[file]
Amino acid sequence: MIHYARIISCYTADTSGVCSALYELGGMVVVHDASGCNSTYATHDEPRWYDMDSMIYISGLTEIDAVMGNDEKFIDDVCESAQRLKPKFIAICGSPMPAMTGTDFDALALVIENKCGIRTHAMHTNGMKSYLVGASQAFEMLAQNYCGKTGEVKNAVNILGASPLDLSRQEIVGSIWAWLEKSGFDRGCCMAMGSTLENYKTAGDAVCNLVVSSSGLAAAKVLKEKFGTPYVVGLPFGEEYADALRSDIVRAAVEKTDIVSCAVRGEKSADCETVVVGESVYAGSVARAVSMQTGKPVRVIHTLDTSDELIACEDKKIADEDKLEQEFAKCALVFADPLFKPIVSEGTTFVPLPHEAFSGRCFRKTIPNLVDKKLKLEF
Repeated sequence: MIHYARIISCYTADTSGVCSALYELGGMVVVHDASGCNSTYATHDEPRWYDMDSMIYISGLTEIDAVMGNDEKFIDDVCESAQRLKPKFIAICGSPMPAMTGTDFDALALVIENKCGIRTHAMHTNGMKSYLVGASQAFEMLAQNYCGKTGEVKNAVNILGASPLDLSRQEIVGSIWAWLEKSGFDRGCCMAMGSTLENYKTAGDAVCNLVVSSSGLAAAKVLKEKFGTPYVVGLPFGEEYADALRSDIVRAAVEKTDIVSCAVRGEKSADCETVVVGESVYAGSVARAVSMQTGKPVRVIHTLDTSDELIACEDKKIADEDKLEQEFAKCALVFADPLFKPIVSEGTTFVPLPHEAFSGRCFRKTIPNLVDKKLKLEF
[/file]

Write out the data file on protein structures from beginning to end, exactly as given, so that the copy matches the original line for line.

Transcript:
Amino acid sequence: MIHYARIISCYTADTSGVCSALYELGGMVVVHDASGCNSTYATHDEPRWYDMDSMIYISGLTEIDAVMGNDEKFIDDVCESAQRLKPKFIAICGSPMPAMTGTDFDALALVIENKCGIRTHAMHTNGMKSYLVGASQAFEMLAQNYCGKTGEVKNAVNILGASPLDLSRQEIVGSIWAWLEKSGFDRGCCMAMGSTLENYKTAGDAVCNLVVSSSGLAAAKVLKEKFGTPYVVGLPFGEEYADALRSDIVRAAVEKTDIVSCAVRGEKSADCETVVVGESVYAGSVARAVSMQTGKPVRVIHTLDTSDELIACEDKKIADEDKLEQEFAKCALVFADPLFKPIVSEGTTFVPLPHEAFSGRCFRKTIPNLVDKKLKLEF
Repeated sequence: MIHYARIISCYTADTSGVCSALYELGGMVVVHDASGCNSTYATHDEPRWYDMDSMIYISGLTEIDAVMGNDEKFIDDVCESAQRLKPKFIAICGSPMPAMTGTDFDALALVIENKCGIRTHAMHTNGMKSYLVGASQAFEMLAQNYCGKTGEVKNAVNILGASPLDLSRQEIVGSIWAWLEKSGFDRGCCMAMGSTLENYKTAGDAVCNLVVSSSGLAAAKVLKEKFGTPYVVGLPFGEEYADALRSDIVRAAVEKTDIVSCAVRGEKSADCETVVVGESVYAGSVARAVSMQTGKPVRVIHTLDTSDELIACEDKKIADEDKLEQEFAKCALVFADPLFKPIVSEGTTFVPLPHEAFSGRCFRKTIPNLVDKKLKLEF